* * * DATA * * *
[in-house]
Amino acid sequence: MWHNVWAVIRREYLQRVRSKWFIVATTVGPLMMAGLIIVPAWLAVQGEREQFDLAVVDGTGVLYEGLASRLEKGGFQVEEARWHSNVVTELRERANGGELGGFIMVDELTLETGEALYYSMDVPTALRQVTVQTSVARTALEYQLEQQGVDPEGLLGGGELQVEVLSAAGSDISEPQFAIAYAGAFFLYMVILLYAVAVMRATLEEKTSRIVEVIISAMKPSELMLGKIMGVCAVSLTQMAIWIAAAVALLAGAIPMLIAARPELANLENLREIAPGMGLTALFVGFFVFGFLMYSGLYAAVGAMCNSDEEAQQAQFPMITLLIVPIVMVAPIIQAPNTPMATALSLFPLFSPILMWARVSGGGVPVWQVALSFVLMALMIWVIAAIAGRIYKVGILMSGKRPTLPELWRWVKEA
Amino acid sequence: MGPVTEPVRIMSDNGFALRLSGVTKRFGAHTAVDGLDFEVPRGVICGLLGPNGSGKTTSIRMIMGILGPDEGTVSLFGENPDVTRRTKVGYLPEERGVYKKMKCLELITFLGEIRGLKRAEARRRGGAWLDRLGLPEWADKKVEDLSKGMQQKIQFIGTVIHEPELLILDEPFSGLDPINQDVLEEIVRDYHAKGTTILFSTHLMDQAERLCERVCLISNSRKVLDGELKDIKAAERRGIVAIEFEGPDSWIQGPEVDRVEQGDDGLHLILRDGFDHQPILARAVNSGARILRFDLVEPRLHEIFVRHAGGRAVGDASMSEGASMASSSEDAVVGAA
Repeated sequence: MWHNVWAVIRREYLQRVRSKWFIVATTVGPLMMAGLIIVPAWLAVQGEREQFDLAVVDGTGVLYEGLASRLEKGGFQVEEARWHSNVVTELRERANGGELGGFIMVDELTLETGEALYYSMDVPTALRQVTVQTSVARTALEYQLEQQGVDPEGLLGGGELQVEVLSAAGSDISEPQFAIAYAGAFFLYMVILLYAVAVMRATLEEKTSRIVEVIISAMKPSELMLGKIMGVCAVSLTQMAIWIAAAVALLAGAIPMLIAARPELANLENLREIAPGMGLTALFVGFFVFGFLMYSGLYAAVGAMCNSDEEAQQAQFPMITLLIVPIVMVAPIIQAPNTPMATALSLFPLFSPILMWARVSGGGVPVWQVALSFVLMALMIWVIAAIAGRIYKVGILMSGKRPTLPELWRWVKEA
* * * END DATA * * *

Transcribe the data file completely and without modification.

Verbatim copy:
[in-house]
Amino acid sequence: MWHNVWAVIRREYLQRVRSKWFIVATTVGPLMMAGLIIVPAWLAVQGEREQFDLAVVDGTGVLYEGLASRLEKGGFQVEEARWHSNVVTELRERANGGELGGFIMVDELTLETGEALYYSMDVPTALRQVTVQTSVARTALEYQLEQQGVDPEGLLGGGELQVEVLSAAGSDISEPQFAIAYAGAFFLYMVILLYAVAVMRATLEEKTSRIVEVIISAMKPSELMLGKIMGVCAVSLTQMAIWIAAAVALLAGAIPMLIAARPELANLENLREIAPGMGLTALFVGFFVFGFLMYSGLYAAVGAMCNSDEEAQQAQFPMITLLIVPIVMVAPIIQAPNTPMATALSLFPLFSPILMWARVSGGGVPVWQVALSFVLMALMIWVIAAIAGRIYKVGILMSGKRPTLPELWRWVKEA
Amino acid sequence: MGPVTEPVRIMSDNGFALRLSGVTKRFGAHTAVDGLDFEVPRGVICGLLGPNGSGKTTSIRMIMGILGPDEGTVSLFGENPDVTRRTKVGYLPEERGVYKKMKCLELITFLGEIRGLKRAEARRRGGAWLDRLGLPEWADKKVEDLSKGMQQKIQFIGTVIHEPELLILDEPFSGLDPINQDVLEEIVRDYHAKGTTILFSTHLMDQAERLCERVCLISNSRKVLDGELKDIKAAERRGIVAIEFEGPDSWIQGPEVDRVEQGDDGLHLILRDGFDHQPILARAVNSGARILRFDLVEPRLHEIFVRHAGGRAVGDASMSEGASMASSSEDAVVGAA
Repeated sequence: MWHNVWAVIRREYLQRVRSKWFIVATTVGPLMMAGLIIVPAWLAVQGEREQFDLAVVDGTGVLYEGLASRLEKGGFQVEEARWHSNVVTELRERANGGELGGFIMVDELTLETGEALYYSMDVPTALRQVTVQTSVARTALEYQLEQQGVDPEGLLGGGELQVEVLSAAGSDISEPQFAIAYAGAFFLYMVILLYAVAVMRATLEEKTSRIVEVIISAMKPSELMLGKIMGVCAVSLTQMAIWIAAAVALLAGAIPMLIAARPELANLENLREIAPGMGLTALFVGFFVFGFLMYSGLYAAVGAMCNSDEEAQQAQFPMITLLIVPIVMVAPIIQAPNTPMATALSLFPLFSPILMWARVSGGGVPVWQVALSFVLMALMIWVIAAIAGRIYKVGILMSGKRPTLPELWRWVKEA